I am standing in circle with 40 other co-workers. We are tied to each other’s wrists with scarves. We are told we need to go into another room and make each other ice cream sundaes. I am the newbie, so I follow the other’s and watch. Listening to people’s comments, they are respectfully irreverent and inappropriately hilarious- I am relieved. I have found a group of people who are as distrustful of others as I am. We gather sundae supplies from around the room, and try and be careful with each other as we tug on one another’s arms. Twenty minutes into the exercise, the boss says,”I want one! Bring it to me.” First we try to hand supplies down to the others, as the boss is far from the table of supplies, and it is awkward and uncomfortable. Not even a minute later, I look up. Half the circle has surrounded the big table the boss is sitting on. With barely a few words among them, they pick the whole table up. And in a fit of ooo’s and aww’s, they carry the table to the ice cream. We are all laughing in shock and pleasure.
“The process of growth is, it seems, the art of falling down…” says one of my favorite Stephen Levine quotes. I am finding places to fall down. Safe(r) places, with people I (barely) trust. It’s a beginning. What I am finding is that if I choose to engage with others in trust building and exploration, I learn. I learn what I think and feel that guides how I behave. I learn new reserves of distrust and anger that I can welcome out of the shadows. I learn how not to blame others for how I feel. As a survivor of trauma both in my childhood and adulthood, I get to shed my layers of currently ineffective protection and false safety. True intimacy can only come from vulnerability. So I find small ways to be intimate, with myself and others, to explore vulnerability and get used to its unfamiliar discomfort.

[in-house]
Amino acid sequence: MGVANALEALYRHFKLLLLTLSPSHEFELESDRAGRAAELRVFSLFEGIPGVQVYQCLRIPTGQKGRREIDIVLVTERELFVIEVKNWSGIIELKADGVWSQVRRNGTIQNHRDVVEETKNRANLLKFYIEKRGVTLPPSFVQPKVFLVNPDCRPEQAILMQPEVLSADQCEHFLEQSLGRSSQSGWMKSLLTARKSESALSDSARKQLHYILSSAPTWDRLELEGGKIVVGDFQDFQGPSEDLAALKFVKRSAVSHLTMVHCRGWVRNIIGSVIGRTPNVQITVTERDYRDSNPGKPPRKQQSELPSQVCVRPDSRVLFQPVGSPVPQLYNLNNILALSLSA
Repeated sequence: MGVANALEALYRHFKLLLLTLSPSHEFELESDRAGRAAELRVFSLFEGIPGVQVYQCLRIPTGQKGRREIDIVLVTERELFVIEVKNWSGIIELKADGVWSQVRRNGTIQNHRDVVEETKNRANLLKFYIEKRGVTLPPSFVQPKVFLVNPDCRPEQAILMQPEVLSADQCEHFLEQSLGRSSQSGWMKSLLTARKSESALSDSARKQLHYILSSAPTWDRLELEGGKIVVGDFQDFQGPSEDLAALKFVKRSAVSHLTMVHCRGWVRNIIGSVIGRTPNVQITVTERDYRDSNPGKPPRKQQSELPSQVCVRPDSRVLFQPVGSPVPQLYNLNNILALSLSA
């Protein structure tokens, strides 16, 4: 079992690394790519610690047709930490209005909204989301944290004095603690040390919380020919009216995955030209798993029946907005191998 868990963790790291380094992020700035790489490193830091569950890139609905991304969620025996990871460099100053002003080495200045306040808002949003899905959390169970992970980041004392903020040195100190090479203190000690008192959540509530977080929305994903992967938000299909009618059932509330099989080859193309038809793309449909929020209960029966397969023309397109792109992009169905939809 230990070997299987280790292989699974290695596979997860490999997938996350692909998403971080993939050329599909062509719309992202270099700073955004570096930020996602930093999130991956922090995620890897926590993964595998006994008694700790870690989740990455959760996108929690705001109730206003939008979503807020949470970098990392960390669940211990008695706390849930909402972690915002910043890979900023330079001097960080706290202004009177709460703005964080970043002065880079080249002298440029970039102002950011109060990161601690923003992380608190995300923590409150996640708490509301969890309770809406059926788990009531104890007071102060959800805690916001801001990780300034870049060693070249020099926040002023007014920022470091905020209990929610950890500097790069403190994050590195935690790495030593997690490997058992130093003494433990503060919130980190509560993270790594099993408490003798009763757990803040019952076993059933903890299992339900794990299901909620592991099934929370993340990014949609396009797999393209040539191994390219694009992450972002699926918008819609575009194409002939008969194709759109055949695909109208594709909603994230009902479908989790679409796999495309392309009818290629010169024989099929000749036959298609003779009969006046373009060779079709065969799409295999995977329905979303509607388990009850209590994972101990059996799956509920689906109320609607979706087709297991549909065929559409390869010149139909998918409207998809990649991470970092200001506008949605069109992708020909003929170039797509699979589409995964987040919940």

I also get to be gentle and laugh with others on a similar journey. I keep finding “compadres” along the way. “Compadres” is Portuguese for “godparent”. When I think of the universal life force that is growing me up, maturing me, and carrying me through life, I can see that force manifest in the humans around me. These compadres are everywhere I turn.
The poem finishes, “Growth is measured by the gentleness and awareness with which we once again pick ourselves up, the lightness with which we dust ourselves off, the openness with which we continue and take the next unknown step, beyond our edge, beyond our holding, into the remarkable mystery of being.” I am being. Being me. Hoping to get to be your compadre along the journey.
Learn more about the practice of trust at http://www.lifetakespractice.com/trust/
Oriana Noël Lewis
Oriana engages in authentic movement as often as possible and writes when she can. Dancing and relationship building are the cornerstones of her wholehearted living. She also savors nature through hiking and surfing. Her professional expertise are in curriculum writing and instructing life-long adult learners on a variety of subjects including conflict-resolution, communication skills, oppression liberation, and leadership. As a state worker, she values stability and consistency, while finding freedom and variety in outside explorations of facilitation, mediation, and teaching. She is a State Certified Mediator since 2000 and a Register Yoga Instructor RYT 200.